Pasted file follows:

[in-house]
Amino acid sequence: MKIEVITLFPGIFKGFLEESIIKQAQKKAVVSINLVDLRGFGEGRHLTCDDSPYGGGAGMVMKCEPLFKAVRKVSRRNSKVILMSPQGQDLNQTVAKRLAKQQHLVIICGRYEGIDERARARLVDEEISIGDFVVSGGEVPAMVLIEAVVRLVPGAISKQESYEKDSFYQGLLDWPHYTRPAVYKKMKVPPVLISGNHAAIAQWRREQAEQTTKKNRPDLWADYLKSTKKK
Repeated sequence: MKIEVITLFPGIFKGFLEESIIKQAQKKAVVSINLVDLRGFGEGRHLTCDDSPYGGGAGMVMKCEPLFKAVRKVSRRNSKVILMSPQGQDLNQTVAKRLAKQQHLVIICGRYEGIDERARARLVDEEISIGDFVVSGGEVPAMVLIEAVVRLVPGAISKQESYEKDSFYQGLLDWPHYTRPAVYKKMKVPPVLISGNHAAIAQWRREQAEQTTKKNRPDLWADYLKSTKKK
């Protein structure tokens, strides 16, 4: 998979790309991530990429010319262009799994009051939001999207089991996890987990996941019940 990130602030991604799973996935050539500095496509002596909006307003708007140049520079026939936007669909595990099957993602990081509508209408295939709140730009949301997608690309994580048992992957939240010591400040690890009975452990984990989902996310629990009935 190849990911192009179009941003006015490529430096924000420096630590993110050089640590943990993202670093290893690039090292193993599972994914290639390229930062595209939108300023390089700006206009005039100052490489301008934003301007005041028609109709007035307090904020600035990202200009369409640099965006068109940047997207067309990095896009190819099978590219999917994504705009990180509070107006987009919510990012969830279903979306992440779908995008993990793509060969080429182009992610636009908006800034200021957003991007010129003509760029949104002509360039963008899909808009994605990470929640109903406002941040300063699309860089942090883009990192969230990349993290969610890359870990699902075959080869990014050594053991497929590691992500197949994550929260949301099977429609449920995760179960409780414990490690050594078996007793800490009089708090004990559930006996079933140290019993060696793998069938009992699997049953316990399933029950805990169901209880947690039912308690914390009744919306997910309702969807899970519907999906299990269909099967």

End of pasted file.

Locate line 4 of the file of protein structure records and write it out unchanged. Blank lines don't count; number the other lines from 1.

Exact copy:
């Protein structure tokens, strides 16, 4: 998979790309991530990429010319262009799994009051939001999207089991996890987990996941019940 990130602030991604799973996935050539500095496509002596909006307003708007140049520079026939936007669909595990099957993602990081509508209408295939709140730009949301997608690309994580048992992957939240010591400040690890009975452990984990989902996310629990009935 190849990911192009179009941003006015490529430096924000420096630590993110050089640590943990993202670093290893690039090292193993599972994914290639390229930062595209939108300023390089700006206009005039100052490489301008934003301007005041028609109709007035307090904020600035990202200009369409640099965006068109940047997207067309990095896009190819099978590219999917994504705009990180509070107006987009919510990012969830279903979306992440779908995008993990793509060969080429182009992610636009908006800034200021957003991007010129003509760029949104002509360039963008899909808009994605990470929640109903406002941040300063699309860089942090883009990192969230990349993290969610890359870990699902075959080869990014050594053991497929590691992500197949994550929260949301099977429609449920995760179960409780414990490690050594078996007793800490009089708090004990559930006996079933140290019993060696793998069938009992699997049953316990399933029950805990169901209880947690039912308690914390009744919306997910309702969807899970519907999906299990269909099967």